CSA President Jefferson Davis wanted Lee's Army of Northern Virginia and the other Confederate armies not to surrender but to move into the hills and wage an unconventional warfare, a guerrilla war against the North no different than what the People's Liberation Front (VC) did in South Vietnam.

    Lee ignored President Davis and opposed waging guerrilla warfare in America for ten or more years.

    Lets remember that when Lee's Army marched into stack their arms at the official surrender ceremony, Grant's Yankee soldiers came to attention and saluted the defeated Confederate soldiers.

    The Confederate soldiers returned the salute.

    It a military thing.
     
  20. FlamingLib

    FlamingLib Well-Known Member

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    Yes, I have no problem with saluting a worthy foe, but don't make it out like Lee is some hero because he didn't take to the hills. Had he done the right thing, and taken the top job offered by Winfield Scott, and fought for his country, the war would have been over in a couple months.

    It's one thing to fight a revolution over taxation or representation or freedom of religion, but to rebel against your own country because you want to own other people? What did Grant say?

    “I felt like anything rather than rejoicing at the downfall of a foe who had fought so long and valiantly,” he wrote, “and had suffered so much for a cause, though that cause was, I believe, one of the worst for which a people ever fought, and one for which there was the least excuse.”
     
  21. APACHERAT

    APACHERAT Well-Known Member Past Donor

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    Again you are judging history to today's standards, that's cultural-marxism's revisionist history.

    Before 1865 American's held their loyalty first to the state they lived in not to the federal government.

    In the South the Confederate armies were state armies.
    In the North the Union Army was mostly made up of state regiments.
    When Lincoln initiated America's first draft, each Governor in the North was notified on how many men and regiments the state had to produce.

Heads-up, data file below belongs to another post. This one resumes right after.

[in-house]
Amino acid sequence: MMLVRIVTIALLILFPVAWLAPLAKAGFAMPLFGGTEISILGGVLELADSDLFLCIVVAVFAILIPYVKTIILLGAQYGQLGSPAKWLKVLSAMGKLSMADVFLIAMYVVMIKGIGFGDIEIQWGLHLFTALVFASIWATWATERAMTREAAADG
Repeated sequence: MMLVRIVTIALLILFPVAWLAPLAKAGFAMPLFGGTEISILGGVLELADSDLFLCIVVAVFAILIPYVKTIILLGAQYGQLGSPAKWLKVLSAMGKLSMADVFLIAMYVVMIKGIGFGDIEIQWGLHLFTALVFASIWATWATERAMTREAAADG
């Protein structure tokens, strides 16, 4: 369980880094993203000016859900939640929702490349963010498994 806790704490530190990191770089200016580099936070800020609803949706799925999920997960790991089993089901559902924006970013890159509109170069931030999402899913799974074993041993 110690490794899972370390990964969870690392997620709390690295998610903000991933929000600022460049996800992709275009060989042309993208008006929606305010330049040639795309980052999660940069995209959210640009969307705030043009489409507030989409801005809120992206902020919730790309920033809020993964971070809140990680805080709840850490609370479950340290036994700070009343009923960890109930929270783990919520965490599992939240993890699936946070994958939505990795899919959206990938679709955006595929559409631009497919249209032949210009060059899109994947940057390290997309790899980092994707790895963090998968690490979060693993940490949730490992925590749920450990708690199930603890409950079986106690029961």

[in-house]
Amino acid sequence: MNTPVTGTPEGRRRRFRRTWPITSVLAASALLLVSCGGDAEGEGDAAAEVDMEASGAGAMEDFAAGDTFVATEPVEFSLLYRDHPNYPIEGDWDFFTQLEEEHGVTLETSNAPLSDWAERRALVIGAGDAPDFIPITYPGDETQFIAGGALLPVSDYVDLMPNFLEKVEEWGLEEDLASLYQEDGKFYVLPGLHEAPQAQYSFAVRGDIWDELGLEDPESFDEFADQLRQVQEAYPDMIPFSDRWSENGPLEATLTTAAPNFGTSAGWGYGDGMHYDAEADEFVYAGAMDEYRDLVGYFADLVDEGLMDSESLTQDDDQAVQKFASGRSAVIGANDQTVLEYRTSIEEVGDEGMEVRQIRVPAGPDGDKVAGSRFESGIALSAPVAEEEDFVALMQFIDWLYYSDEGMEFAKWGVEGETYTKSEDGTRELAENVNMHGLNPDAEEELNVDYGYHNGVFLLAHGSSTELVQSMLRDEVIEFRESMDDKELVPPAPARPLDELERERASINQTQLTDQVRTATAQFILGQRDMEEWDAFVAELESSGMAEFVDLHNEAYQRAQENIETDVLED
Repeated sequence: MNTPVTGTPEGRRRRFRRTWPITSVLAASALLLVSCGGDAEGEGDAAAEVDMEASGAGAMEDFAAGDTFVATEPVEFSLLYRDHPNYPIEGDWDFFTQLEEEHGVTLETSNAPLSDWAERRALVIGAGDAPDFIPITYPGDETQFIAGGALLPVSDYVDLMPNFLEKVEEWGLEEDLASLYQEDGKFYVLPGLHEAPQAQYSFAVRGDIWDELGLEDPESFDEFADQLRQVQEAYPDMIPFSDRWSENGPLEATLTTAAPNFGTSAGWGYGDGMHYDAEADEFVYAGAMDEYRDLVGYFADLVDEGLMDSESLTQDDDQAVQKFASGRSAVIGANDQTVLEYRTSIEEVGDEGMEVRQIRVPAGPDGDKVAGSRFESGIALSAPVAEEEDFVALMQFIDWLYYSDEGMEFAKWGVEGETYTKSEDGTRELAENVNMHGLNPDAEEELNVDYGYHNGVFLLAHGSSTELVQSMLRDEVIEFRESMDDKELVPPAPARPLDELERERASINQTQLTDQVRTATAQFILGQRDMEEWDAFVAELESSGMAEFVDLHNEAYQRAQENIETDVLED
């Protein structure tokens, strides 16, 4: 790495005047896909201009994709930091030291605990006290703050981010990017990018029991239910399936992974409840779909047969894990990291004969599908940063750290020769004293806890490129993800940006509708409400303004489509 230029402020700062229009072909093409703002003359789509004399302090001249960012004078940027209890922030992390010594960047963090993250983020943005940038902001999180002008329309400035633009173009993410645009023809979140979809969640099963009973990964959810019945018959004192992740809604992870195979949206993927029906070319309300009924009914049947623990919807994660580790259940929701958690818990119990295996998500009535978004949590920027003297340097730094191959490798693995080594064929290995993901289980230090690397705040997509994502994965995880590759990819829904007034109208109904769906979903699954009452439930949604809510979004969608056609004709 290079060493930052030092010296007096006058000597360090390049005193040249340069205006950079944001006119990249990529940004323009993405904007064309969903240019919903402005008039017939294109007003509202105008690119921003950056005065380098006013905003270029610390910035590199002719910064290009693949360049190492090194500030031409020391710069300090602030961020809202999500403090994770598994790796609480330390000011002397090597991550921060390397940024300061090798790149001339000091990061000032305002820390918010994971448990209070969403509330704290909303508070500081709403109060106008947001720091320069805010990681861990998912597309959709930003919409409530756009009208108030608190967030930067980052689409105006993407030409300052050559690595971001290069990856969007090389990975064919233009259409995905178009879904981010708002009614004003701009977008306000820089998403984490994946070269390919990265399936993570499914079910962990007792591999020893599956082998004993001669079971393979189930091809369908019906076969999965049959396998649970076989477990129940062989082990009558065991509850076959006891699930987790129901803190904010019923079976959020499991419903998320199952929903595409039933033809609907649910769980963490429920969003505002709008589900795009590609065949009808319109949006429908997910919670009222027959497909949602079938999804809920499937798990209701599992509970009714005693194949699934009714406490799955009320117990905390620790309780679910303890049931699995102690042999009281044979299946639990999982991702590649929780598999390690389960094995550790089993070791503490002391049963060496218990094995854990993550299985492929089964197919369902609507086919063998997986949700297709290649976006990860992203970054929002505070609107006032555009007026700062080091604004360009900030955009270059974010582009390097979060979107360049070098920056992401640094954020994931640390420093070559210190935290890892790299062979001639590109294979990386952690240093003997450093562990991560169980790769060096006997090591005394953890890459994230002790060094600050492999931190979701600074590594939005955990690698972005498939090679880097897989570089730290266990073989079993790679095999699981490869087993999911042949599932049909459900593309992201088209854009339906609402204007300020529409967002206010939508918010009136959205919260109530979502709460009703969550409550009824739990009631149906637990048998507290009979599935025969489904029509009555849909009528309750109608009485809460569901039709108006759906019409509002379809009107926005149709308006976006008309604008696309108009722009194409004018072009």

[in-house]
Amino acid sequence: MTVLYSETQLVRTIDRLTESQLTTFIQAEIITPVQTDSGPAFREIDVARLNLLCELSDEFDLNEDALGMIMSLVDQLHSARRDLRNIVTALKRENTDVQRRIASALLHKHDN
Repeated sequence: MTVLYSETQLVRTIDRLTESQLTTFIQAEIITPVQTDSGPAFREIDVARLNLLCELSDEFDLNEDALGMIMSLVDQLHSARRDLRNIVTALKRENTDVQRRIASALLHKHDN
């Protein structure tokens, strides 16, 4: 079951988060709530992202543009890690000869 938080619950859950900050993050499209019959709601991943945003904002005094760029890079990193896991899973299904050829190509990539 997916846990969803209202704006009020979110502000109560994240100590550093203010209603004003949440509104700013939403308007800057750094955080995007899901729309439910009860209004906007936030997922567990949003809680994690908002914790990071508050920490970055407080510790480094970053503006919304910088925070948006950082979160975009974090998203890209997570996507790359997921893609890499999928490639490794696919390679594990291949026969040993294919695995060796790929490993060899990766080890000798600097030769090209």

Slavery may have caused the Southern states to secede but there were other issues.
    90% of the Confederate soldiers did not own slaves and I seriously doubt they would fight so the elitist could own slaves.

    The North didn't invade the South to end slavery. At first it was to protect and take back government property then under Lincoln but to bring the rebellion states back into the Union.

    The Emancipation Proclamation was nothing more than a military tactic that was about as successful as Gen. Giap's Tet Offensive of 1968.

    The Crittenden-Johnson Resolutions on the Objects of the War, 1861

    Quoting Abraham Lincoln before the South succeeded...

     
    Last edited: Jun 25, 2019
  22. dairyair

    dairyair Well-Known Member

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    Time to remove them from public and put them in the traitors hall of fame museum.

    What respectful humans will start a war over owning other people?
     
    Last edited: Jun 25, 2019
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  23. Ronstar

    Ronstar Well-Known Member Past Donor

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    according to the Vice President of the Confederacy, the primary reason for secession and the existence of the CSA was to preserve slavery and white supremacist rule over the "inferior black race"
     
  24. APACHERAT

    APACHERAT Well-Known Member Past Donor

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    You are aware there was no such word as "supremist" or even "racist" in 1961.
    http://webstersdictionary1828.com/Dictionary/supremist"

    Just as for the meaning and definition of "arms" as used in the Second Amendment , arms refers to weapons used by the military.

    http://webstersdictionary1828.com/Dictionary/arms
     
  25. Mac-7

    Mac-7 Well-Known Member

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    More liberal stupidity born of ignorance